Hawthorne introduces the concept of innocence being stripped away by presenting the fact that innocence can be anything, and take many forms or shapes. He tactfully illustrates the statement above when he writes, “Pearl’s aspect was imbued with a spell of infinite variety: in this one child there were many children, comprehending the full scope between the wild flower peasant-baby, and the pomp, in little, of an infant princess” (140).Most simplistically Hawthorne was telling any reader that Pearl, this beautiful scar in Puritan society, was as humble as a child that grew up in poverty while simultaneously possessing the grace and royal stature of a girl next in line to be queen. He makes Pearl’s versatility known so that the reader can make the connection with how she is perceived and how it affects her. Consequent of her having a child’s innocence, she has the potential to become anyone, until society, her parents, or he...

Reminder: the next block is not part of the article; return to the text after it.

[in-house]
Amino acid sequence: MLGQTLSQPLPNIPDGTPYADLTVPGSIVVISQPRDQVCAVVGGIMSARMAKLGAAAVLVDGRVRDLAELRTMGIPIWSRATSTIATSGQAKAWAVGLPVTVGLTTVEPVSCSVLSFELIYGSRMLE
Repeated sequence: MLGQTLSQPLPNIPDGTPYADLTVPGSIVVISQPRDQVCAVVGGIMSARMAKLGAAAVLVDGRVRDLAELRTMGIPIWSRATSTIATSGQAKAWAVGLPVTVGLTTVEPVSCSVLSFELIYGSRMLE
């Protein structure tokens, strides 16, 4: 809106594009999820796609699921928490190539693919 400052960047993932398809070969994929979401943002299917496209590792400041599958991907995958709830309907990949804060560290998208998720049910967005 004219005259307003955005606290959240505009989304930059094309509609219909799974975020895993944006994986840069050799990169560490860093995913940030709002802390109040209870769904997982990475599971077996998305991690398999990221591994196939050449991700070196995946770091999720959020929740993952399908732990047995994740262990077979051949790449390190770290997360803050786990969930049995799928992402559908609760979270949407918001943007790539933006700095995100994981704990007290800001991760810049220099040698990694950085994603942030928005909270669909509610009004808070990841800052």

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...mation, Hawthorne presented the children as more perceptive and more honest than adults to emphasize the awkward stage children go through when their innocence is being taken from them. The children still posses these traits because the adults of society have been corrupted while the children maintain their purity. It’s essentially the same thing as when a child is naturally curious but as the child grows up they ask too many questions and then eventually become “rebellious” towards authority because that is what taught in their society or house-hold culture/environment. Ultimately, Hawthorne wanted Tupper, the world, and his readers to know that the reason why there are so many devils in the world even when children are the link between angels and men is because as children grow up religion and society corrupts them, “On a field, sable, the letter A, gules”(418).
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